Adderall and Ritalin are two of the most commonly used drugs for the treatment of attention-deficit hyperactivity disorder (ADHD) and narcolepsy. Adderall consists of a mixture of amphetamine salts (dextroamphetamine-amphetamine), whereas Ritalin is the brand name for the compound methylphenidate. Amphetamines and methylphenidate are both examples of central nervous system stimulants that increase energy, alertness, and attention. Both drugs cause an increase in the levels of the neurotransmitter norepinephrine that results in increased arousal by increasing heart rate, blood pressure, and breathing rate.
These drugs also cause an increase in the levels of the neurotransmitter dopamine that results in euphoric effects. Amphetamines and methylphenidate are similar in structure and have similar mechanisms of action. However, there are subtle differences in potency, side-effects and abuse potential between Adderall and Ritalin. Knowing these differences increases understanding of these drugs and may help prevent misuse.
Adderall vs Ritalin: The Dangers of Study Drugs
The misuse of prescription drugs has been a growing public health concern in recent years. Among prescription drugs, stimulants like Adderall and Ritalin are often misused to improve academic and athletic performance. According to the National Survey on Drug Use and Health (NSDUH) 2018:
- 186,000 individuals over the age of 12 used prescription amphetamines or methylphenidate in a way other than prescribed.
- 179,000 had misused prescription amphetamines.
- 72,000 individuals had misused methylphenidate.
- 25,000 individuals between the ages of 12 and 17 had misused prescription amphetamines.
- 13,000 individuals in the same age group had misused methylphenidate products (such as Ritalin).
Adderall and Ritalin are psychostimulant drugs that increase arousal, attention, and alertness. Although intended for the treatment of ADHD and narcolepsy, these drugs are used over-the-counter as study drugs by students without ADHD to enhance their academic performance. Although there is evidence to support the effectiveness of these drugs in individuals with ADHD, the data regarding the ability of Adderall and Ritalin to improve cognitive function are mixed. At best, these studies suggest only a modest effect on cognitive abilities like learning and memory in individuals without ADHD.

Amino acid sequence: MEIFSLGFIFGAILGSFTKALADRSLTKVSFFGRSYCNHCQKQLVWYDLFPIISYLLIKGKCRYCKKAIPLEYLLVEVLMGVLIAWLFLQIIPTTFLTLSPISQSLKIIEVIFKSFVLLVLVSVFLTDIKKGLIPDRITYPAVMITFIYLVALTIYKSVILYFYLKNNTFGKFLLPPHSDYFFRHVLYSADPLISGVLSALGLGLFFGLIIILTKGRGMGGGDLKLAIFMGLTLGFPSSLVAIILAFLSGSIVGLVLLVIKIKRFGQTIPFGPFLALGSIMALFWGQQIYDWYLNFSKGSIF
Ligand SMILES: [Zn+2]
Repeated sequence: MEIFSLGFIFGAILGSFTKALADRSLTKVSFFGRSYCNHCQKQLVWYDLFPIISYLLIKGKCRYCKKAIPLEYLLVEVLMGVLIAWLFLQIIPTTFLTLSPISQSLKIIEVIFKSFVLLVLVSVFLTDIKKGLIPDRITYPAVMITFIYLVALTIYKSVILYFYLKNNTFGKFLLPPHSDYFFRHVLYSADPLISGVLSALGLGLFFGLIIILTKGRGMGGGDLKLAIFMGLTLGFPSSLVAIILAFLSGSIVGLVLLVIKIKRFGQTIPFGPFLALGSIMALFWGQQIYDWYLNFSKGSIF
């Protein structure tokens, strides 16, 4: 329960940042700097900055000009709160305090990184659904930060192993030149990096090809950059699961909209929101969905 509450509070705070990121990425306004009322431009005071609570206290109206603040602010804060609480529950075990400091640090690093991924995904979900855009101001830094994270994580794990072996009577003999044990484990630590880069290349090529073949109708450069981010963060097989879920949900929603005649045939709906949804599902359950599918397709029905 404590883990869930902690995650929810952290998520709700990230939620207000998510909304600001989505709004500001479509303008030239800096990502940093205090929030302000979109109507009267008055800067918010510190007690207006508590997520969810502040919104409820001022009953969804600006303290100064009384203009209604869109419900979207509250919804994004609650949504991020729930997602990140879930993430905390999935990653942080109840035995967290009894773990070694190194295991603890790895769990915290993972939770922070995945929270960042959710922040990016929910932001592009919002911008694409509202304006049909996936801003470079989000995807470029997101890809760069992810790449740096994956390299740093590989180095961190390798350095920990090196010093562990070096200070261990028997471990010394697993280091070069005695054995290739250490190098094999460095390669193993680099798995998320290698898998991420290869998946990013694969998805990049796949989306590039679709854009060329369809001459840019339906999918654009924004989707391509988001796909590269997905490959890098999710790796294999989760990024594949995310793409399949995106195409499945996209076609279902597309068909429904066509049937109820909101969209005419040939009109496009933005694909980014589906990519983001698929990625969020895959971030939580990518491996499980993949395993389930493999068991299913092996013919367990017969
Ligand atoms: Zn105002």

- Increased rate of breathing, heart rate, and blood pressure
- Irregular heart rate
- Hyperthermia (fever)
- Agitation and panic
- Hallucinations and delusions
Long-term use of Adderall or Ritalin at high doses can lead to the development of addiction. Addiction to these stimulant drugs involves an inability to control the use of the drug despite negative consequences on social and occupational functioning.
Differences Between Adderall and Ritalin
Adderall and Ritalin are both central nervous system stimulants that have similar biological and clinical effects. However, there are certain subtle differences in their mechanism of action, and consequently, in the side-effects and abuse potential of these drugs. Adderall consists of mixed amphetamine salts that block the reabsorption of the neurotransmitters norepinephrine, serotonin and dopamine in the brain. Besides blocking the reabsorption of these neurotransmitters, amphetamines also stimulate the release of dopamine and norepinephrine to increase their levels in the brain.
Unlike amphetamines, Ritalin only blocks the reabsorption of dopamine and norepinephrine but does not cause the release of these neurotransmitters. Other differences between Adderall and Ritalin include:
- Dosage: Adderall is more potent than Ritalin, with smaller doses of Adderall (immediate-release: 5-30mg) necessary to produce an equivalent effect produced by a relatively larger dose of Ritalin (immediate release: 5-20mg). Adderall is used at almost half of the dose of Ritalin. The precise dose administered depends on whether the individual is prescribed an immediate- or extended-release formulation of the drug.
- Duration of action: Ritalin has a relatively shorter half-life of 2-3 hours, relative to 4-6 hours for Adderall, but has a much quicker onset of action in comparison to Adderall. Both drugs are also available in extended-release or long-acting formulations that last for around 10 hours.